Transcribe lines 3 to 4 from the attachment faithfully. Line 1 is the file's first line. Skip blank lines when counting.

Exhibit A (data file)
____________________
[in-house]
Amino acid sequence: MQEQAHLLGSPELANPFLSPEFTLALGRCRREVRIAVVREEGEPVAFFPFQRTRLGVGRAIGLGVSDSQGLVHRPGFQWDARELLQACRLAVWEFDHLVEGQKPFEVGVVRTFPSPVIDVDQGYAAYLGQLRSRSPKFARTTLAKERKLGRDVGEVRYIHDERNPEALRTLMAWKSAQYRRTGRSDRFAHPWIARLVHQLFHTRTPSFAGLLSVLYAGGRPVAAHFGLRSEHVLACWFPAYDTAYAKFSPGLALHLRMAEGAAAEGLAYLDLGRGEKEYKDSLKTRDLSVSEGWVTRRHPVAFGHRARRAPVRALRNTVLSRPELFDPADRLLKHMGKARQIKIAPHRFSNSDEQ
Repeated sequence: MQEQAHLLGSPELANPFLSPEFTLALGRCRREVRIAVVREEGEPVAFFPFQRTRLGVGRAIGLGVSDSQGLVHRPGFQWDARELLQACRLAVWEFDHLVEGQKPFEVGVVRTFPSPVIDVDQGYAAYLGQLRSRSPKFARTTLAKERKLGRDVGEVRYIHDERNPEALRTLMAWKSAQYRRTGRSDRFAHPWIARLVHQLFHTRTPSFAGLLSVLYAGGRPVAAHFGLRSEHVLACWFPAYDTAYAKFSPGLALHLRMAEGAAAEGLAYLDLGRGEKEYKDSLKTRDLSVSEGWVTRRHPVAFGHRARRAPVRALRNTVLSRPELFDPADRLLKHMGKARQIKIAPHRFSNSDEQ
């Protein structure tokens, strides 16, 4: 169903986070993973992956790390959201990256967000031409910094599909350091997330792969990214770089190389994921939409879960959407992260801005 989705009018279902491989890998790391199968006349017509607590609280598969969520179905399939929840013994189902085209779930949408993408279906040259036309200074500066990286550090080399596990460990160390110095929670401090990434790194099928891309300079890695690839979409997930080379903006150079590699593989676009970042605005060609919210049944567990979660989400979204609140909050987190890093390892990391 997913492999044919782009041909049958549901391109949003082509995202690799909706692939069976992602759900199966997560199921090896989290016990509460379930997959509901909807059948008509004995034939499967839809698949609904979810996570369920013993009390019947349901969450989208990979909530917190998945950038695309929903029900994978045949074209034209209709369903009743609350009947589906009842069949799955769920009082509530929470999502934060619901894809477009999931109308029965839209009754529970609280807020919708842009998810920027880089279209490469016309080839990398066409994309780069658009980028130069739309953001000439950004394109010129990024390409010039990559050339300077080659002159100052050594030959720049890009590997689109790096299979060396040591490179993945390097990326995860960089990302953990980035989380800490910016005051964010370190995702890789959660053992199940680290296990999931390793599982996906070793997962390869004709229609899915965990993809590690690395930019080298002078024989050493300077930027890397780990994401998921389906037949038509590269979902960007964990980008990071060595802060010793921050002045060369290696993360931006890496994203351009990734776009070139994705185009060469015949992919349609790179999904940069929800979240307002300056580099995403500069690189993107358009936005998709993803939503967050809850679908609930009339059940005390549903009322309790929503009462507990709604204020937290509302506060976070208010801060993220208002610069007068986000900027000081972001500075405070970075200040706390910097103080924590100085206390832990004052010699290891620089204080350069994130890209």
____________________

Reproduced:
Repeated sequence: MQEQAHLLGSPELANPFLSPEFTLALGRCRREVRIAVVREEGEPVAFFPFQRTRLGVGRAIGLGVSDSQGLVHRPGFQWDARELLQACRLAVWEFDHLVEGQKPFEVGVVRTFPSPVIDVDQGYAAYLGQLRSRSPKFARTTLAKERKLGRDVGEVRYIHDERNPEALRTLMAWKSAQYRRTGRSDRFAHPWIARLVHQLFHTRTPSFAGLLSVLYAGGRPVAAHFGLRSEHVLACWFPAYDTAYAKFSPGLALHLRMAEGAAAEGLAYLDLGRGEKEYKDSLKTRDLSVSEGWVTRRHPVAFGHRARRAPVRALRNTVLSRPELFDPADRLLKHMGKARQIKIAPHRFSNSDEQ
């Protein structure tokens, strides 16, 4: 169903986070993973992956790390959201990256967000031409910094599909350091997330792969990214770089190389994921939409879960959407992260801005 989705009018279902491989890998790391199968006349017509607590609280598969969520179905399939929840013994189902085209779930949408993408279906040259036309200074500066990286550090080399596990460990160390110095929670401090990434790194099928891309300079890695690839979409997930080379903006150079590699593989676009970042605005060609919210049944567990979660989400979204609140909050987190890093390892990391 997913492999044919782009041909049958549901391109949003082509995202690799909706692939069976992602759900199966997560199921090896989290016990509460379930997959509901909807059948008509004995034939499967839809698949609904979810996570369920013993009390019947349901969450989208990979909530917190998945950038695309929903029900994978045949074209034209209709369903009743609350009947589906009842069949799955769920009082509530929470999502934060619901894809477009999931109308029965839209009754529970609280807020919708842009998810920027880089279209490469016309080839990398066409994309780069658009980028130069739309953001000439950004394109010129990024390409010039990559050339300077080659002159100052050594030959720049890009590997689109790096299979060396040591490179993945390097990326995860960089990302953990980035989380800490910016005051964010370190995702890789959660053992199940680290296990999931390793599982996906070793997962390869004709229609899915965990993809590690690395930019080298002078024989050493300077930027890397780990994401998921389906037949038509590269979902960007964990980008990071060595802060010793921050002045060369290696993360931006890496994203351009990734776009070139994705185009060469015949992919349609790179999904940069929800979240307002300056580099995403500069690189993107358009936005998709993803939503967050809850679908609930009339059940005390549903009322309790929503009462507990709604204020937290509302506060976070208010801060993220208002610069007068986000900027000081972001500075405070970075200040706390910097103080924590100085206390832990004052010699290891620089204080350069994130890209």